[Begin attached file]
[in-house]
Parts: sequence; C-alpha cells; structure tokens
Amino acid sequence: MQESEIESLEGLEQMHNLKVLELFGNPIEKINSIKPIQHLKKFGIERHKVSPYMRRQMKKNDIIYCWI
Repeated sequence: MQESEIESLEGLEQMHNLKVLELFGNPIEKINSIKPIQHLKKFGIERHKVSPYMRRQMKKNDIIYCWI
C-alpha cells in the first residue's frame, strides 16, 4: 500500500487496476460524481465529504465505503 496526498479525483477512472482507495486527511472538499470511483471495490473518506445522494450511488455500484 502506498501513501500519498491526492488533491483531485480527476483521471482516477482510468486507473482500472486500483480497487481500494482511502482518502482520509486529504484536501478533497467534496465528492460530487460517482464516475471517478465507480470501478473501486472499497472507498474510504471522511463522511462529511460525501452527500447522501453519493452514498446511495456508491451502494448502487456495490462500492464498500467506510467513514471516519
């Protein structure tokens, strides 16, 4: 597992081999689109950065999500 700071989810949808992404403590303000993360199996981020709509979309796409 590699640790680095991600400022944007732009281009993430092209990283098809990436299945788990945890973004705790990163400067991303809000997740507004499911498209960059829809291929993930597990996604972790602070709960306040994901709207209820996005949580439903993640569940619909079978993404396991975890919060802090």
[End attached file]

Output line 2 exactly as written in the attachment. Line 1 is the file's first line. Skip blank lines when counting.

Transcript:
Parts: sequence; C-alpha cells; structure tokens